The Stark II regulations allow many forms of physician compensation, as long as they are "commercially reasonable." But the ambiguity of the law may spur some concern among physicians, who must try to determine how that phrase will be defined.
This requirement shows up under Stark II's approvals of employment relationships, isolated transactions, space rentals, equipment rentals and existing group-practice arrangements with hospitals. It is also part of the new definition of "fair market value," which we will discuss in a later column. Under all of these circumstances, the Health Care Financing Administration has stated in new regulations that it will interpret "commercially reasonable" as a "sensible, prudent business arrangement, from the perspective of the particular parties involved, even in the absence of any potential referrals."
In certain respects, this definition poses real dangers for physicians. By focusing on whether an arrangement is sensible or prudent, and by analyzing these concepts "from the perspective of the ... parties," HCFA relies on an inherently subjective analysis. This is unprecedented in the history of the Stark law. Despite all of the gray areas of interpretation and complexities that have arisen as the law evolved over the years, the Stark rules still were created as an alternative to the alleged vagaries of the antikickback law's subjective tests. These new Stark regulations mark, perhaps, the first time that the Stark law expressly abandons its pretense of objectivity.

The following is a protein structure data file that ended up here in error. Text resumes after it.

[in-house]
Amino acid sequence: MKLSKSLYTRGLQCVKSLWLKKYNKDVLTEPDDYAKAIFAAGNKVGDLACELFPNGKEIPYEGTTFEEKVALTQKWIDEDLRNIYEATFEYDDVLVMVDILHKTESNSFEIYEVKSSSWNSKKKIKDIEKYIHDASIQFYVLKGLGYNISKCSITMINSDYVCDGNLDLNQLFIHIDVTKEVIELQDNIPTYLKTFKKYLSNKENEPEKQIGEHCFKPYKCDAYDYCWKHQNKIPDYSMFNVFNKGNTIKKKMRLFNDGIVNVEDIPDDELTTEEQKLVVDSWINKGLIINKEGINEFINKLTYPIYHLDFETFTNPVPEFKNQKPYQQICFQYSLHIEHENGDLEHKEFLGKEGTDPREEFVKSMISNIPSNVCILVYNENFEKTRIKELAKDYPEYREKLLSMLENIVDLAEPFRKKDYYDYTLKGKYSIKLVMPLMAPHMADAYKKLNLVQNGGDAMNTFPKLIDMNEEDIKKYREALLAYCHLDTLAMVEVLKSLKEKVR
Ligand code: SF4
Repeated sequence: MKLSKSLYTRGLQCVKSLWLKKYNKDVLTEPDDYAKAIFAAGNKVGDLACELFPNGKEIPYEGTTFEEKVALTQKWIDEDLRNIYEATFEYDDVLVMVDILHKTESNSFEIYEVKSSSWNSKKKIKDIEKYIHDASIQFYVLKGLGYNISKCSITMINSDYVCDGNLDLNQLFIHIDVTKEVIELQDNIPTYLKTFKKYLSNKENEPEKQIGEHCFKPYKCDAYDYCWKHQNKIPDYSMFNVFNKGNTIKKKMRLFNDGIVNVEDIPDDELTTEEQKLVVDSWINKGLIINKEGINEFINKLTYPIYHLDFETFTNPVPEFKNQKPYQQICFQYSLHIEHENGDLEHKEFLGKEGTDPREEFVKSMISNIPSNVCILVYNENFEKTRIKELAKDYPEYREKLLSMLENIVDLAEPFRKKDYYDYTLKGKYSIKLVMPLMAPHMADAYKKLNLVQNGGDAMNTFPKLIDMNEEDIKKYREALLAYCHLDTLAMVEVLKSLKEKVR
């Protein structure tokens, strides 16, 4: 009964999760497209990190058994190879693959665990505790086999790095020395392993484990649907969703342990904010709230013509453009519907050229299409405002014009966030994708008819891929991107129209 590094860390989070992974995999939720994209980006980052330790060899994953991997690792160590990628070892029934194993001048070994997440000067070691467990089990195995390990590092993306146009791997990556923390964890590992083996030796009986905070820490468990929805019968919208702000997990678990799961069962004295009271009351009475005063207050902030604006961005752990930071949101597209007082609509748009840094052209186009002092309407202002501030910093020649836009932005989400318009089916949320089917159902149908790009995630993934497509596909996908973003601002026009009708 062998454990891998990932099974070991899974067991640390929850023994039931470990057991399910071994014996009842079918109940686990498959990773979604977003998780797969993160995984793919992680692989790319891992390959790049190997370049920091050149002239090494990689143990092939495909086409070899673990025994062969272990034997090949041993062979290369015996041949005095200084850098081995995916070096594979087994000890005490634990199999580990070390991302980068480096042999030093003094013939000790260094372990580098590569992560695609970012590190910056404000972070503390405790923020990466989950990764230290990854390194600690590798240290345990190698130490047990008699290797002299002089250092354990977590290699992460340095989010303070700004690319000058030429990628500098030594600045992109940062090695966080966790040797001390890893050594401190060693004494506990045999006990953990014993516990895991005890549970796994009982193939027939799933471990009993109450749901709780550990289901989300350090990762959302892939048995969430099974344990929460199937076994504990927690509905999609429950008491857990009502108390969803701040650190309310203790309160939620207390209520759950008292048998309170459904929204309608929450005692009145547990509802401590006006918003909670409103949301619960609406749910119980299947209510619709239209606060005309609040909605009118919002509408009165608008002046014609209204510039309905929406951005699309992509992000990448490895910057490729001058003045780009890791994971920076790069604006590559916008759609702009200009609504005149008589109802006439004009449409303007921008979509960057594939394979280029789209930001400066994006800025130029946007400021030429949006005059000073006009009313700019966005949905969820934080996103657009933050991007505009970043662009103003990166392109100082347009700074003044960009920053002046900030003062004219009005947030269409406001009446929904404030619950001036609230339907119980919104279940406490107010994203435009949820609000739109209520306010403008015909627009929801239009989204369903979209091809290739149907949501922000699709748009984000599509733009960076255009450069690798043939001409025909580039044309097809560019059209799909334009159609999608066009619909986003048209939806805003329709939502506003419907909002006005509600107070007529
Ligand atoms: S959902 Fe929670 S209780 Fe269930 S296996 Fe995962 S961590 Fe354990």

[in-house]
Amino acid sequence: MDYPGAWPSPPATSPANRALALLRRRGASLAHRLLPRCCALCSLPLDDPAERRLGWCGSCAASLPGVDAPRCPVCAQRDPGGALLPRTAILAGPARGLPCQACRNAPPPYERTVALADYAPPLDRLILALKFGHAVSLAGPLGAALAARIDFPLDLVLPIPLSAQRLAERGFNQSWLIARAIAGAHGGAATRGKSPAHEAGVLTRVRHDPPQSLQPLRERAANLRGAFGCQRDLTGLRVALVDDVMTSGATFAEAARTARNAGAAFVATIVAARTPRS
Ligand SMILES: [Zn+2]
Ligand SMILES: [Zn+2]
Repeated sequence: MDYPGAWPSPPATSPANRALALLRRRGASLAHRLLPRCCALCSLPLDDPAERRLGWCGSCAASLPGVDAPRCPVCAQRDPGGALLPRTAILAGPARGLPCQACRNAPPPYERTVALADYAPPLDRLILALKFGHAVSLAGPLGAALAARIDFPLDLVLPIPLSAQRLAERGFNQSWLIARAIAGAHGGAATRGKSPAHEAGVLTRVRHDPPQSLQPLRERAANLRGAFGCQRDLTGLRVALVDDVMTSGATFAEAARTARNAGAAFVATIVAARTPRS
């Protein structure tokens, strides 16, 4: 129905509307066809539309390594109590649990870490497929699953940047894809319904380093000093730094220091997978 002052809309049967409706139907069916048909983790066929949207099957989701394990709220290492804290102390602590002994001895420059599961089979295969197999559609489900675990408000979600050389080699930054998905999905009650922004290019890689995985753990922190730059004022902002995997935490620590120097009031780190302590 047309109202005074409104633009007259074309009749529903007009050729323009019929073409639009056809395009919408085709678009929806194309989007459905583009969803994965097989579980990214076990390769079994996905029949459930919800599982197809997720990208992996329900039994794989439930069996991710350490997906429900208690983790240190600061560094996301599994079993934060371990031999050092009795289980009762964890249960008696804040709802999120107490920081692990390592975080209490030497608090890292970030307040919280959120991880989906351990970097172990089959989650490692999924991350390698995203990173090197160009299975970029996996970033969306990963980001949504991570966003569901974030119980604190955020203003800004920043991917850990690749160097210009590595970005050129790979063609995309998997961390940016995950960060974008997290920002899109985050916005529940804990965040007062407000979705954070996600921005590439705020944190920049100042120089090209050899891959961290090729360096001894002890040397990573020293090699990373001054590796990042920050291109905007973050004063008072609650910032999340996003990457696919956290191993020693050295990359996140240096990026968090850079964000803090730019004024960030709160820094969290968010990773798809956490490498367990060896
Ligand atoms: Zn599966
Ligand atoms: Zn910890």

Practically speaking, this means that parties that want to establish relationships that comply with the Stark law now need to create the same sort of protective documentation that health lawyers recommend for relationships subject to antikickback laws. Parties must document legitimate reasons for their arrangements with one another, and must establish a paper trail — with operational details — that demonstrates that the arrangement is consistent only with sensible and prudent decision making. In short, motives have become an important component of the Stark law, and they must be clearly documented.
Another issue in the new regulations concerns prohibitions against dividing income according to the volume or value of referrals.
We have discussed in prior months that Stark II prohibits physicians from dividing certain income this way. We further noted that HCFA says that this prohibition only applies in certain contexts. Specifically, HCFA contends that the Stark regulations pertain only to its list of designated health services, not all ancillary services.
HCFA also contends that it intends to prohibit such referrals only for Medicare or Medicaid patients.
However, HCFA has made a number of conflicting statements about this, making it dangerous for physicians to receive compensation based on the volume or value of referrals of nondesignated health services, or referrals of designated health services for non- Medicare or Medicaid patients. (One example of this inconsistency is HCFA's decision to include referrals of "other business between the parties" in the prohibition. We will analyze this requirement in a later column.)